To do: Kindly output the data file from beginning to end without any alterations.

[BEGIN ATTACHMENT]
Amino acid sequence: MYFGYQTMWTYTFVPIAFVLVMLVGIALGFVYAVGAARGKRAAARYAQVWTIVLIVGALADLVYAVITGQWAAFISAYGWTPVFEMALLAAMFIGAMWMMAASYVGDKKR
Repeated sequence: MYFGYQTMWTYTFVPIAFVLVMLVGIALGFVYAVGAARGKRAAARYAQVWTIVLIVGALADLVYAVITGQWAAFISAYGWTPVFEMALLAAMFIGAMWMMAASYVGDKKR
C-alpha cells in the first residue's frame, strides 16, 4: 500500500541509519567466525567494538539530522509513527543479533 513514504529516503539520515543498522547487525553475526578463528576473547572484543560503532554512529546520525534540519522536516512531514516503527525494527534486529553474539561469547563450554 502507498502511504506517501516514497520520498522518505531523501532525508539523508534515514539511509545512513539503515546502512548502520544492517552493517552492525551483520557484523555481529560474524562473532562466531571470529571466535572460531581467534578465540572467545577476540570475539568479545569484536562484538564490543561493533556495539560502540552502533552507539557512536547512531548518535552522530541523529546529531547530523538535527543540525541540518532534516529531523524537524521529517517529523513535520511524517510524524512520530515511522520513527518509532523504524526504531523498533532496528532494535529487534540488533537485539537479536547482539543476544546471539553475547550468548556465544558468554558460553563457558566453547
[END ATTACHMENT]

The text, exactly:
Amino acid sequence: MYFGYQTMWTYTFVPIAFVLVMLVGIALGFVYAVGAARGKRAAARYAQVWTIVLIVGALADLVYAVITGQWAAFISAYGWTPVFEMALLAAMFIGAMWMMAASYVGDKKR
Repeated sequence: MYFGYQTMWTYTFVPIAFVLVMLVGIALGFVYAVGAARGKRAAARYAQVWTIVLIVGALADLVYAVITGQWAAFISAYGWTPVFEMALLAAMFIGAMWMMAASYVGDKKR
C-alpha cells in the first residue's frame, strides 16, 4: 500500500541509519567466525567494538539530522509513527543479533 513514504529516503539520515543498522547487525553475526578463528576473547572484543560503532554512529546520525534540519522536516512531514516503527525494527534486529553474539561469547563450554 502507498502511504506517501516514497520520498522518505531523501532525508539523508534515514539511509545512513539503515546502512548502520544492517552493517552492525551483520557484523555481529560474524562473532562466531571470529571466535572460531581467534578465540572467545577476540570475539568479545569484536562484538564490543561493533556495539560502540552502533552507539557512536547512531548518535552522530541523529546529531547530523538535527543540525541540518532534516529531523524537524521529517517529523513535520511524517510524524512520530515511522520513527518509532523504524526504531523498533532496528532494535529487534540488533537485539537479536547482539543476544546471539553475547550468548556465544558468554558460553563457558566453547